At one point in the evening, my cell phone rang.  It was my good friend Andres from Uruguay calling to convey his Christmas wishes.  It was very nice to talk to him a few moments.  I am still of a generation where an international call is a huge deal.  I am not sure why that is because with internet phone services such as Skype, it is not really anything special.  Yet, getting a call from half-way around the world is still cool.

Maybe I am getting too old, but I was exhausted at the end of the evening.  I guess overeating can do that.  Perhaps it was due to shoveling the snow to keep the walk as clean as possible for the guests who began arriving a half hour after I finished.  It certainly was not due to the magnificent décor or the unbelievable offering of delicacies.  I was responsible for none that truly exhausting work.  That credit and honor goes to Judy who is actually energized by such efforts and is most talented in every aspect of such.

Everyone reported that the roads were treacherous.  But in the Northern Hemisphere, you cannot get anymore Currier & Ives than a light, steady, and accumulating snowfall on Christmas Eve unless we had abandoned cars for sleighs.  It was a true White Christmas Eve.

Our son, Aram, his wife Anoush and her father Yervant were able to join us.  It is great having them here.  Our daughter Armené and her husband Michael are in Los Angeles spending the holiday with his family.  The rest of my immediate family stayed in Detroit.  We talked to them over the phone.  Everyone knew that Armené would have loved to have been with us.  She is the most traditional in that Currier & Ives, White Christmas, sense.  She is of the strong belief that it is supposed to be cold and snowing on Christmas.  It is best when there is a fresh blanket of the white stuff covering the twinkling light decorations on every house.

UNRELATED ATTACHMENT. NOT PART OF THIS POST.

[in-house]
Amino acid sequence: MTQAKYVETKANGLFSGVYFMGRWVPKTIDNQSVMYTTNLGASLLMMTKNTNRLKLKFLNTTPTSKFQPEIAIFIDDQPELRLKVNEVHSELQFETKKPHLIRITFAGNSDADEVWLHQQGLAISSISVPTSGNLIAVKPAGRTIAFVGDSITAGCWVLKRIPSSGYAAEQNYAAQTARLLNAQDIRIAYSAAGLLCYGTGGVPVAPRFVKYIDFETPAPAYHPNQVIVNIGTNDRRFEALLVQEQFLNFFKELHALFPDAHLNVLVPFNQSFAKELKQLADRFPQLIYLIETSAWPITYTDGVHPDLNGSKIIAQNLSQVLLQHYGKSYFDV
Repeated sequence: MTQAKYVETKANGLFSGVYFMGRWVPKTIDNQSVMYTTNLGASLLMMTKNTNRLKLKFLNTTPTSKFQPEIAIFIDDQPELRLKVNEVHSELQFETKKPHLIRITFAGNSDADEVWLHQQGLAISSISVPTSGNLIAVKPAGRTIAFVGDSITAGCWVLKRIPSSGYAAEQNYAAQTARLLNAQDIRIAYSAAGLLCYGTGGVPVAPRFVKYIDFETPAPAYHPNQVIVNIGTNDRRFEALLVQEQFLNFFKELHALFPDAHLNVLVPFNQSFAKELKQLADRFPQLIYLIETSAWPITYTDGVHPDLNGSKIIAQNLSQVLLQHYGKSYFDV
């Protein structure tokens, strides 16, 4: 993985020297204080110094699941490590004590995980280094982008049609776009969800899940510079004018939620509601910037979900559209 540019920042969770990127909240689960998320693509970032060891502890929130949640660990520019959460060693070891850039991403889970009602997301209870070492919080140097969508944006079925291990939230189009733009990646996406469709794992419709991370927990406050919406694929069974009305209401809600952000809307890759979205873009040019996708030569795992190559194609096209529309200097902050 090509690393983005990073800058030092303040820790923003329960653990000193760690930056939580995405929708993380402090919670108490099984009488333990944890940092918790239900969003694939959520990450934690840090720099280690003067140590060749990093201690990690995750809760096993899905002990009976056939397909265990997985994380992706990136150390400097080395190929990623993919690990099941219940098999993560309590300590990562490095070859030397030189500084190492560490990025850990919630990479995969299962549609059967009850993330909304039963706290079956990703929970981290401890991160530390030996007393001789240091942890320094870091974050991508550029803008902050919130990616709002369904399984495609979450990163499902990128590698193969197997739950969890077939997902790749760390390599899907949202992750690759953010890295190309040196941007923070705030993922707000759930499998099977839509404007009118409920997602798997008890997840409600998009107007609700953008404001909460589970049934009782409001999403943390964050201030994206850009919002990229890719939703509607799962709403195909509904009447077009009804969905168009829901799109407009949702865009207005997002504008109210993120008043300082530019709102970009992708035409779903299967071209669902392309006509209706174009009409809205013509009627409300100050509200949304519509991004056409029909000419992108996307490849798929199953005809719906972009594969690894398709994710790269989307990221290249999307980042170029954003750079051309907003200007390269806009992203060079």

It is not yet 7 am as I write this.  It is quiet and there is just a hint of dawn as I look out the window.  The snow is still there, of course, but the twinkling lights were dimmed hours ago.   It is at this very hour that I think of all our friends and family.  I think mostly of those of you that I will not see today or in the next week.  The contrast of these memorable reflections in my warm home contrasted to the cold temperatures outside contribute to just how much I have come to value this hour of this holiday.

I am delighted to reach out this very quiet moment to friends and family all over the United States and all over the world and convey our warm Christmas wishes to you and yours.  Even moreso, I hope that 2011 is a year of health, happiness, and prosperity for you and yours.


  1. Mark, very nice words. I liked your writing, thanks for sharing these. I have also received a call from Andres, it was very nice, it is nice to keep in touch and exchange wishes and few words.
    The best for you and yours for 2011 !!!!

  2. It is a special time. It was made more special this year by our 20 month old granddaughter. Christmas really is for kids and all the adults really enjoyed her enjoying Christmas.

    Alan K